Sunday, September 16, 2012

A Bit About Miniature Cows
Well, I tried to find some photos that would clearly show the distinct differences in size between a miniature Jersey cow and a standard-sized Jersey ya go! :) This was the best I could find. (photos: courtesy of Google) 

Since January, we have learned so much about cows in general, and lately I've been learning more about mini cows. Our "Molly" is 1/2 standard-size (Mother who's name is "Ruxie") and 1/2 miniature Jersey (Father who's name is "Ziggy").
If you've missed our story of Molly, you can read it here.
Molly lived here at our house for 4 months, but a neighbor found out about her and called it in to the police. Our friends at the farm came to our aide and graciously offered to keep Molly for us until we move. We're so thankful and enjoy visiting her when we can.
Some of the benefits in owning a miniature cow are that they are very docile and well tempermented, easier to handle since they're smaller and don't weigh as much, they're easier on fences, they don't eat as much (which is HUGE on the pocketbook!) and if you decide to breed them, minis can go for up to $4,000! (Where a standard-size Jersey in milk is around $1,500.)
This past week, Molly came into heat (which I learned is typical of miniature heifers) and from what we understand, two standard-size bulls were following her around trying to mate with her. Now,  mind you, Molly is only 9 months old and can't be bred until April (putting her at 15 months). If she became pregnant at this age, she could die from giving birth. So, unfortunately we had to give her a vaccination to end the possible pregnancy (if she was indeed pregnant...we're not sure). 
This complicates things as each month, we have to keep track of her heat cycles and keep her away from the two other standard-size bulls at Jersey Acres. She'll need to be penned up for 3 days and kept away from any "boyfriends". :)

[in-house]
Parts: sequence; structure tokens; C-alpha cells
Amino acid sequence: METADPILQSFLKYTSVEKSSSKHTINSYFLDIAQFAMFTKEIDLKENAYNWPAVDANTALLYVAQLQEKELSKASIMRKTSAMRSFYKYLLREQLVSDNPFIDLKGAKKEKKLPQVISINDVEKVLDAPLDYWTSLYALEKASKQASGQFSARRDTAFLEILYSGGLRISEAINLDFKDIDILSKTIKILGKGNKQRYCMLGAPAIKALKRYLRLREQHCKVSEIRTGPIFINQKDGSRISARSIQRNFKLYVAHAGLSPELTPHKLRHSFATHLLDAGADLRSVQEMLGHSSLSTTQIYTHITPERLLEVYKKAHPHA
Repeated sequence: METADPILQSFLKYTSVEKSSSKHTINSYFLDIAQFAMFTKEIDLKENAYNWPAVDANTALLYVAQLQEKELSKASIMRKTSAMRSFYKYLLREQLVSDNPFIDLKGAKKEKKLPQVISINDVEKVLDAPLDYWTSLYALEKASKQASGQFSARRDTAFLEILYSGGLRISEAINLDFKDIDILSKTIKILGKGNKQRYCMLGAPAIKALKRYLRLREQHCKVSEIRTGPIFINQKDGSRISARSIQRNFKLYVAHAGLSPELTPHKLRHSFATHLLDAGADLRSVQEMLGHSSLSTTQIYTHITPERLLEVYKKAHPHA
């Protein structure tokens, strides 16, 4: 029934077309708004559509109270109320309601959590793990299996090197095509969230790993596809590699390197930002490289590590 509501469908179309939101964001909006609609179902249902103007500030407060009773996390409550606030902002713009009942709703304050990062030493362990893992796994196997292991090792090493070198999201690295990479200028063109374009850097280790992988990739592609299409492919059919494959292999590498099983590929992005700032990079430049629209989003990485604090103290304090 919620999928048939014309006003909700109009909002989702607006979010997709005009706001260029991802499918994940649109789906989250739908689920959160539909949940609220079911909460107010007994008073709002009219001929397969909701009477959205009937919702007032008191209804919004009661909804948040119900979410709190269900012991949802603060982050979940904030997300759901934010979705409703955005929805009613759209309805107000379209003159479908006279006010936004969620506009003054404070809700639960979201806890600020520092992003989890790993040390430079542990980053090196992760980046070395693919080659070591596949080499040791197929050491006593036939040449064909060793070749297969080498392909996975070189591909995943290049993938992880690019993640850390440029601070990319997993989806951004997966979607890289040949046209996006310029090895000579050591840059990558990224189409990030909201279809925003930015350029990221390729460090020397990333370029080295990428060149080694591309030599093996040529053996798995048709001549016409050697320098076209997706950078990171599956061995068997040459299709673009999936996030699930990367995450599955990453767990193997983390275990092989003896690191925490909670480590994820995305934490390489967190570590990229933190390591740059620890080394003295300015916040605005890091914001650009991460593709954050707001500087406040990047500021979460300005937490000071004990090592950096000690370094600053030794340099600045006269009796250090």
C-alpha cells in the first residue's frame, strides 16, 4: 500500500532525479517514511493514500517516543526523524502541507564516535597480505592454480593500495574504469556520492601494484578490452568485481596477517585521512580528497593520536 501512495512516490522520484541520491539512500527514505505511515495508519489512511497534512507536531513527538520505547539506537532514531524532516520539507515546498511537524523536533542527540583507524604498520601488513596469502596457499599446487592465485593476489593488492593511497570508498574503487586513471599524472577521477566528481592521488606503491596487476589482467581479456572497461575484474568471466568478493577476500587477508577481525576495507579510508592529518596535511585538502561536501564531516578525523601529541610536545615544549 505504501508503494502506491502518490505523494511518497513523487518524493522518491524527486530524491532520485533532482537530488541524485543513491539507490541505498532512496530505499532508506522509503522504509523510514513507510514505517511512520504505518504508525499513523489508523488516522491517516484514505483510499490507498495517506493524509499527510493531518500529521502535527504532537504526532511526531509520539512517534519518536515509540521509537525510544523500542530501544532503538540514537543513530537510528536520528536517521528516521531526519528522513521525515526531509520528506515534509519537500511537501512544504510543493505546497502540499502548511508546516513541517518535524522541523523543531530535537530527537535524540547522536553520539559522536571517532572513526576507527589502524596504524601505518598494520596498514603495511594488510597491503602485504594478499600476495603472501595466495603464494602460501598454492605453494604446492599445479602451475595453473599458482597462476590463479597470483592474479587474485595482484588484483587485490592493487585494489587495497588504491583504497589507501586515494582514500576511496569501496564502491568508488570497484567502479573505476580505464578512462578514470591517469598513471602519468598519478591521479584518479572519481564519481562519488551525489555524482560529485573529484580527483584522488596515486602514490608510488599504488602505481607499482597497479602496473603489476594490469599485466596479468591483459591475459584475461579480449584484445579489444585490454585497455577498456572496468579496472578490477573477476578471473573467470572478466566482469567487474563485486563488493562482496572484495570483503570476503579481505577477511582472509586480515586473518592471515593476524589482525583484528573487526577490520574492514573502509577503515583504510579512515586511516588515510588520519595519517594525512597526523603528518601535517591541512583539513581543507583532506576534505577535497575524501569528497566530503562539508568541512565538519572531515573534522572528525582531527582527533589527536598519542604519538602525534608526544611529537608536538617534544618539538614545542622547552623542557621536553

The good news is that I've found a pure-bred, miniature bull ("Beau") that we're going to be breeding Molly with in April, and he's not far from the farm. We definitely look forward to the breeding opportunities for Molly as I know minis are hard to find, especially in the south. When we were looking for a miniature cow years ago, I could only find marketed websites online where they were available up north. That was a bummer for us because we weren't about to load up the kiddos and drive 10+ hours up north for our  mini cow. Plus, they were very expensive!
I'm excited about Molly's future with our family. I'm sad that she isn't with us and still get teary sometimes when I see her collar hanging on our fence out back where her stall is. We really enjoyed bottle feeding her and watching her grow and become a family pet to us. I still miss how she would nudge me to pet her as I hung laundry outside. I still miss walking her around on her lead as she munched grass in our yard. I miss feeding her apples and watching as they kids raced her around the yard. She is such a sweetheart and I can't wait to have her back. In the meantime, we continue to learn about her breed and go to see her when we can.
Here's to missin' Molly! {tear}
Here are some intersting websites you can check out more about miniature cows...


Sheri Salatin said...

I have never actually seen a miniature Jersey. I grew up with regular sized Jersey cows and have quite a few fun stories from their antics. Love the picture of your Molly. She's so pretty!

Rachel E. said...

I look forward to hearing about your reunion with Molly, she is so beautiful. I considered using raw milk, but I guess I have a lot of fears concerning the bacterial risks. I am glad to know it works for you. Maybe someday I will get more courage, though I am not sure we have room for a cow! :)